Food

Table of Contents

The average American pantry contains only three days’ worth of food.  If you hope to survive the remaining 27 days, you’ll have to stock up some things.

What to store. Without electricity to refrigerate or cook with, canned and dried foods are your best choices.  There’s no need to buy the high end “long shelf life” prepper foods because we’re not talking about the apocalypse.  Instead, consider things like rice, pasta, grains, dried beans and canned sauces.  Instant soups (Knorr brand) are excellent, as are flavored instant potatoes.  Unless you have a garden, your vegetables and fruits will come from a can and are economical in bulk from Sam’s, Price Club or Walmart during sales.  Cereal or granola with “shelf milk” or powdered milk will get you through breakfasts.  Also consider instant grits and flavored oatmeal that only need boiling water yet taste pretty good.  Flavored drink mixes like Tang or Gatorade will break the monotony of water all the time and provide needed calories.  Try to store up 30 days’ worth of the foods that your family likes and eats regularly, then rotate them into your everyday diets keep things fresh.  If you really want to splurge get a few long-shelf life freeze dried backpacking meals (https://www.mountainhouse.com/). They cost about $5-10 each, but the taste is worth it and they add a lot of variety to your diet.  I’d recommend you avoid surplus military MREs because most of them are either government rejects or reached their expiration dates.  Even fresh, MREs leave a lot to be desired.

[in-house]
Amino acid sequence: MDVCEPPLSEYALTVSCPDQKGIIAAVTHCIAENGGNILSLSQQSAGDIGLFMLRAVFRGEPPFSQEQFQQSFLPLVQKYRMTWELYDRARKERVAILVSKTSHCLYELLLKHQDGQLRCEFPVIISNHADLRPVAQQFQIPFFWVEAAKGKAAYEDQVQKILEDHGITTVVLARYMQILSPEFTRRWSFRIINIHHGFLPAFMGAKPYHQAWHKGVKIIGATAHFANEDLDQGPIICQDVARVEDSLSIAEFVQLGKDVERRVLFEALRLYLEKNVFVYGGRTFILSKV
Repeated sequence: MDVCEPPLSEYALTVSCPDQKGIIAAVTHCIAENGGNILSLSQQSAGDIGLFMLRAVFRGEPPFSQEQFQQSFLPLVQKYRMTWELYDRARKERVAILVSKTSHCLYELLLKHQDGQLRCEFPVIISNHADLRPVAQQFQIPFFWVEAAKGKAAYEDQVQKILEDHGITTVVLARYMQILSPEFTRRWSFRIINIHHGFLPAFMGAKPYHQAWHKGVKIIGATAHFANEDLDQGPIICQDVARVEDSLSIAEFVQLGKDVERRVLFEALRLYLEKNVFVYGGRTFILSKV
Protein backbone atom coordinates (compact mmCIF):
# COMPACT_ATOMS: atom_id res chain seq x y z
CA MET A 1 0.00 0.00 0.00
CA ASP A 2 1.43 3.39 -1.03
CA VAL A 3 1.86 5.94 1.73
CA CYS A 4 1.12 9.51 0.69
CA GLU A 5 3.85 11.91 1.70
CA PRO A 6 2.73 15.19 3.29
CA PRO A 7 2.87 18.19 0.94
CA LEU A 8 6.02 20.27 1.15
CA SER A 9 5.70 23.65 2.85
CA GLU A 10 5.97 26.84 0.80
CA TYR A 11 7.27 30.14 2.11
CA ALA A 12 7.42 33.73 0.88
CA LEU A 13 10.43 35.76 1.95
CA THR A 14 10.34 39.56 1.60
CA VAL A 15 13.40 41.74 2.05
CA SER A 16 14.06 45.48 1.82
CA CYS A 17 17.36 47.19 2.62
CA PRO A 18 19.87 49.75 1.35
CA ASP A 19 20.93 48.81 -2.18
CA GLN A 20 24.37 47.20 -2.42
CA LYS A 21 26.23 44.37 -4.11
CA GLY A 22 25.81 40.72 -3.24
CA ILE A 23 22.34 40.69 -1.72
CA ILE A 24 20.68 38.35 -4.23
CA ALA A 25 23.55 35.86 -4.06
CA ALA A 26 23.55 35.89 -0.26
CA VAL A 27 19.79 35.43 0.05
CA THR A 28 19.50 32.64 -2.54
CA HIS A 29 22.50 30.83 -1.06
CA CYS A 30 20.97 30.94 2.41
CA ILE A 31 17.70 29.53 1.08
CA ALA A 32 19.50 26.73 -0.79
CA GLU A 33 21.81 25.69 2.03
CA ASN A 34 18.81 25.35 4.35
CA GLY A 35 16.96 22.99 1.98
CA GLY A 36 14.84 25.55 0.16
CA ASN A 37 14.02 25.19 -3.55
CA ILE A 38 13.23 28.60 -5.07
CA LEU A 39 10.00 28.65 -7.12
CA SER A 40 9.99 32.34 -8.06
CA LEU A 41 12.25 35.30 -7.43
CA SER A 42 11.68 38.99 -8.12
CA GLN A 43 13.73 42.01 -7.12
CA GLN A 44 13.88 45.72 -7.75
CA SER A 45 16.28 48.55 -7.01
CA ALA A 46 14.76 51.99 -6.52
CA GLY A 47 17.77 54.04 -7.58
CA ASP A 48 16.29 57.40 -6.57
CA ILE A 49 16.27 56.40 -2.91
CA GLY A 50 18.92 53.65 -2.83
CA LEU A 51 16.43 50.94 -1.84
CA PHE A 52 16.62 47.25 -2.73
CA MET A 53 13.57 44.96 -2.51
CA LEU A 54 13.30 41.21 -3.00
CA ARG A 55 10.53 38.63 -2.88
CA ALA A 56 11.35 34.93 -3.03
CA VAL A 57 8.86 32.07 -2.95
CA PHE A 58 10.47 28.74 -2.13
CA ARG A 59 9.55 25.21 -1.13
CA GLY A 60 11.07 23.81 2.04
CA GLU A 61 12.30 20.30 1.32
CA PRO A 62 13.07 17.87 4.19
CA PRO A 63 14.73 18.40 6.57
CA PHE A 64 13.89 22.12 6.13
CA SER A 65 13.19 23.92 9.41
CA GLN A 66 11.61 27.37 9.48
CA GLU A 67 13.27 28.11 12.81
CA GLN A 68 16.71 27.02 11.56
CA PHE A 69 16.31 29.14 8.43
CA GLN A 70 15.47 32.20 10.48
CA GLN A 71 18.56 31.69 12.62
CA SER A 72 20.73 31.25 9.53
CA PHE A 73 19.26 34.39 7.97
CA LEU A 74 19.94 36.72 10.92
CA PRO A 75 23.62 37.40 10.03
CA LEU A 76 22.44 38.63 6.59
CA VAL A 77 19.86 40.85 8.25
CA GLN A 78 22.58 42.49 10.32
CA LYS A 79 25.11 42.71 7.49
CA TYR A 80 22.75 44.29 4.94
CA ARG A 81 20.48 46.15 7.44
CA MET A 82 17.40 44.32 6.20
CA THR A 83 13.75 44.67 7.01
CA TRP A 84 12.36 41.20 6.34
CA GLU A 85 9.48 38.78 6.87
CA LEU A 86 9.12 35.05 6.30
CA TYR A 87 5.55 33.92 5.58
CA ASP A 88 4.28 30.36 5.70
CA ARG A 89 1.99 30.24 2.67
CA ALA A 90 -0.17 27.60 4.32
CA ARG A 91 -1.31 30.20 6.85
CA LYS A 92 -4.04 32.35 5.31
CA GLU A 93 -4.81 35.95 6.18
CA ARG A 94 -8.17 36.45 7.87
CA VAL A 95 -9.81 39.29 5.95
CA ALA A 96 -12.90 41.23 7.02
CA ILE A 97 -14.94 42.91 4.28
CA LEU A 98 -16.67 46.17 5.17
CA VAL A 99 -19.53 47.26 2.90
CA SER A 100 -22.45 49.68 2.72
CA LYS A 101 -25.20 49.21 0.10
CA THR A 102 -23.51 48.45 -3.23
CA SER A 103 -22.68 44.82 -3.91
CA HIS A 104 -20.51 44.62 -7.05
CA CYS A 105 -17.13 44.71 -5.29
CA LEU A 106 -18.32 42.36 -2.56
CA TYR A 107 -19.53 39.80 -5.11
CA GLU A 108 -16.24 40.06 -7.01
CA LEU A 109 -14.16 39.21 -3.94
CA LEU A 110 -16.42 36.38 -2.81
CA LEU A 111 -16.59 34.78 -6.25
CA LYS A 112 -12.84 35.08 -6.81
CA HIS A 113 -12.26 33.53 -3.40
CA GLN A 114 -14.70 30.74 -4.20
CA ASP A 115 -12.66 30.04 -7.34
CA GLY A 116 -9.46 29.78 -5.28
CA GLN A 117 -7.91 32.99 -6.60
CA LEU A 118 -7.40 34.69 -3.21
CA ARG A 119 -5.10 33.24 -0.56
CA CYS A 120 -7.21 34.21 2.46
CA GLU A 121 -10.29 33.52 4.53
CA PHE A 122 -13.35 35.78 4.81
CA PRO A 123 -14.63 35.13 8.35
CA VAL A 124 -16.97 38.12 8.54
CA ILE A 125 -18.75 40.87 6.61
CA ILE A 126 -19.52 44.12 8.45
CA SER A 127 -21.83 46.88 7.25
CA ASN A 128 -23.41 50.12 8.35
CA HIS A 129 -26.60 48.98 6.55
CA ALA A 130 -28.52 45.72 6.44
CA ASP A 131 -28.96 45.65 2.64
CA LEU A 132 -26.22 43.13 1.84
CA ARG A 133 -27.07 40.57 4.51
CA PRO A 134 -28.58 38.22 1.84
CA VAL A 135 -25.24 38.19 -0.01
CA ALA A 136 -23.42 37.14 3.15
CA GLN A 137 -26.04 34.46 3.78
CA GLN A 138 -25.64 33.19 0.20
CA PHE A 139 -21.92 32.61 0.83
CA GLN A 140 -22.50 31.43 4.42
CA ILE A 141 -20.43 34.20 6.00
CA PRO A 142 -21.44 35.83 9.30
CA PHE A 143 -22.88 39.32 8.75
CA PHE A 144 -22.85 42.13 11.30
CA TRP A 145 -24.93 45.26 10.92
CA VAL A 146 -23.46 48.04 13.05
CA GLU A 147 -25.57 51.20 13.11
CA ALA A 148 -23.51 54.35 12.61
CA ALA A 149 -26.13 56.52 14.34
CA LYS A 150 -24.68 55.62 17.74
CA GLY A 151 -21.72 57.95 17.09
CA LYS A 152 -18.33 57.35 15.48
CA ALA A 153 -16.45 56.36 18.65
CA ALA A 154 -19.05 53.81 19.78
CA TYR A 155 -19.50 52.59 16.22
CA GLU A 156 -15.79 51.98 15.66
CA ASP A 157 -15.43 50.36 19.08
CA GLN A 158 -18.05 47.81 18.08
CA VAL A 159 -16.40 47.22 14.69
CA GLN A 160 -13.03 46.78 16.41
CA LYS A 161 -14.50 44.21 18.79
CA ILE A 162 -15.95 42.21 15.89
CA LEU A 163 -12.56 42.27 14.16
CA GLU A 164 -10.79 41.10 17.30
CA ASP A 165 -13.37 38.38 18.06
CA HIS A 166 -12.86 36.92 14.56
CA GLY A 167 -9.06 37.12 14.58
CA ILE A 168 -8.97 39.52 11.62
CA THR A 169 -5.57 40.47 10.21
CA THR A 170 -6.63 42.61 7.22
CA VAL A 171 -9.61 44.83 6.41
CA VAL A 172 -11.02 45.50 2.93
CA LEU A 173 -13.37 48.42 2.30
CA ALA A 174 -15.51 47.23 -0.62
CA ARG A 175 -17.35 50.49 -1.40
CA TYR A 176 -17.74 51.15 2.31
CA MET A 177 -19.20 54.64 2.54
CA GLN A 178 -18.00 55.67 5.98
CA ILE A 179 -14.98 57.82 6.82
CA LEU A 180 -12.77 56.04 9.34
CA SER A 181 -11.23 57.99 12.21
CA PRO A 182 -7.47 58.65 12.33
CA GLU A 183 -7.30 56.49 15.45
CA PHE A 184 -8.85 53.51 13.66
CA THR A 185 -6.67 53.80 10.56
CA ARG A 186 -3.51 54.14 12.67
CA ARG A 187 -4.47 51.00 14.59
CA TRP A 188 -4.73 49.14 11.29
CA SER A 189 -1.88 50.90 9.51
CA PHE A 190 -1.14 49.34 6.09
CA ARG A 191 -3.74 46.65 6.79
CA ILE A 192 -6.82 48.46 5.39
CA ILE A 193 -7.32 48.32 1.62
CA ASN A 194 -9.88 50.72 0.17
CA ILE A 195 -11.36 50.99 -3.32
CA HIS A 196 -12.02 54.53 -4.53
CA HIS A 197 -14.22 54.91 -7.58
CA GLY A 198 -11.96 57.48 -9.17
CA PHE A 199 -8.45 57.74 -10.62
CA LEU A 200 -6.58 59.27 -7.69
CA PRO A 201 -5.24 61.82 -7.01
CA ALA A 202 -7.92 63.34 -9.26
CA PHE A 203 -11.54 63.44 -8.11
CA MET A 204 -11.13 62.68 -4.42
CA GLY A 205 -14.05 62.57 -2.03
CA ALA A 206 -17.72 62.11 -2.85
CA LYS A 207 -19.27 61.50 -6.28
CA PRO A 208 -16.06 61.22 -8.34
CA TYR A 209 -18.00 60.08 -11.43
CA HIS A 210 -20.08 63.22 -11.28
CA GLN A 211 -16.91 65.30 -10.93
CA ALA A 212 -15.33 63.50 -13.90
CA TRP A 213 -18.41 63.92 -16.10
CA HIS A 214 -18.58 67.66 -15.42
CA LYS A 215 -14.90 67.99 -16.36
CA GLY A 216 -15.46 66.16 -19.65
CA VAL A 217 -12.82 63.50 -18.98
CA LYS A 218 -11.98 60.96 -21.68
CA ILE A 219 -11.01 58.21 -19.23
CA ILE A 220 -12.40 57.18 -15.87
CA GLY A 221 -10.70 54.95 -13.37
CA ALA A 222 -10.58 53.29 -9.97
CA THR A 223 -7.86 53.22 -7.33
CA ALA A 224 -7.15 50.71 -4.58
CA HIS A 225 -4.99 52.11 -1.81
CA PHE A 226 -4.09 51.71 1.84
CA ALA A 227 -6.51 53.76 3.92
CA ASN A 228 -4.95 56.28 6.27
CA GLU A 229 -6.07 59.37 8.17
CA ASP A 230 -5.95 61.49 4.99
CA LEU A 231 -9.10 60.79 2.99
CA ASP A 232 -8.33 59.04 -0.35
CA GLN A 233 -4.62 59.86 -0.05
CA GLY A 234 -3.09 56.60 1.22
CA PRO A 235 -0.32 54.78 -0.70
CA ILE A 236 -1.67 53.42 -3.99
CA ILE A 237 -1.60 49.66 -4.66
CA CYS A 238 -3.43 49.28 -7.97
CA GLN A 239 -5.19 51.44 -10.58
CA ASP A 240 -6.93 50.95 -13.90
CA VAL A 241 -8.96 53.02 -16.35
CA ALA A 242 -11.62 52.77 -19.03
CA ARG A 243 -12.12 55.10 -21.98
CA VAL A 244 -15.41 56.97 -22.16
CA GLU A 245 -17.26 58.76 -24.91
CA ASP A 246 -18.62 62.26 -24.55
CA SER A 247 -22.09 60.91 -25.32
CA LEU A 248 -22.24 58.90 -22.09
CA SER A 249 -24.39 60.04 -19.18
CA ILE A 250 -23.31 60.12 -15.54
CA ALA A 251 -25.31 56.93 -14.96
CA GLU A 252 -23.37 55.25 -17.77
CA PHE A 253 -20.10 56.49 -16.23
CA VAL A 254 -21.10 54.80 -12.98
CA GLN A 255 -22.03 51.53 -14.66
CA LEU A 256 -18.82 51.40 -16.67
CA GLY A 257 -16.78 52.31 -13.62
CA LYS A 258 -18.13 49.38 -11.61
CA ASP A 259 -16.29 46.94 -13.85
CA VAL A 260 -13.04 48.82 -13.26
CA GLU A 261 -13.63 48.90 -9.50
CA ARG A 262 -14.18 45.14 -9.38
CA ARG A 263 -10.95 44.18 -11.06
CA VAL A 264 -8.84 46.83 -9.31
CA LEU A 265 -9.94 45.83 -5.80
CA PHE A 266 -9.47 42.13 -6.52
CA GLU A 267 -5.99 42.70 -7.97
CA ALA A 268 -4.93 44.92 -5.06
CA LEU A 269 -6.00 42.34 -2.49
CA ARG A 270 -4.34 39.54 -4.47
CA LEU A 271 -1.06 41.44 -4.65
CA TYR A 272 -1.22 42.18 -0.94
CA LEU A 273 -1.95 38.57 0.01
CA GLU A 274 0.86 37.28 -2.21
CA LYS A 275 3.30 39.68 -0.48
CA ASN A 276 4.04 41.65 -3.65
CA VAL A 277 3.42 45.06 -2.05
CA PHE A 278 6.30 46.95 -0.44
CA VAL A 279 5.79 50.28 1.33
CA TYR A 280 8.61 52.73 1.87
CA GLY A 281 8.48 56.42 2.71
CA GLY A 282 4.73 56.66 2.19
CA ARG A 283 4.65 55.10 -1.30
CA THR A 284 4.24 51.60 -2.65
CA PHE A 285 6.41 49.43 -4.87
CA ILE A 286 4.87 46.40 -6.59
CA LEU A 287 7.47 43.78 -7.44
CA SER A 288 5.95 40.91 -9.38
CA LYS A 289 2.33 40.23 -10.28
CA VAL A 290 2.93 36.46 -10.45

Your major consideration with cooking food is fuel consumption, because it’ll be in short supply and difficult to replenish.  Fortunately, many foods (soups, dehydrated potatoes, instant grits & oatmeal, and freeze-dried backpacking meals) just need boiling water to reconstitute.  They’re easy to prepare, taste good, and should get your preference in storage.  Others foods like rice, beans, and pasta require simmering for long periods of time, which rapidly depletes your fuel supply.  You can reduce cooking time by pre-soaking them overnight, but the cooking time is still considerable. If you’ll be cooking on a BBQ grill or camping stove, do a pre-event test to see how long it takes to cook your family’s favorite dishes, then make sure you stockpile enough fuel. A Coleman dual fueled camp stove is a useful tool in an emergency.  With 14,000 BTU and two burners it can boil water fast or simmer for hours while sipping on tiny amounts of fuel ($82 new @ Walmart).  I see these all the time at yard sales for $25 or less.  Coleman also makes a single-burner model ($61 @ Walmart), but it isn’t as stable or convenient as the double burner.  Open fire cooking is also a possibility, but if you’ve never done it, you should know that it isn’t as easy as it looks on TV.  Expect a lot of spillage, burned fingers, smoke, and melted utensils.  Also, if you use normal pots and pans, most have composite handles that melt off.  Temperature is hard to control so meals will be burnt on one side and raw on the other.  Cleaning dishes used over an open fire is difficult and uses a lot of water.  Just sayin’…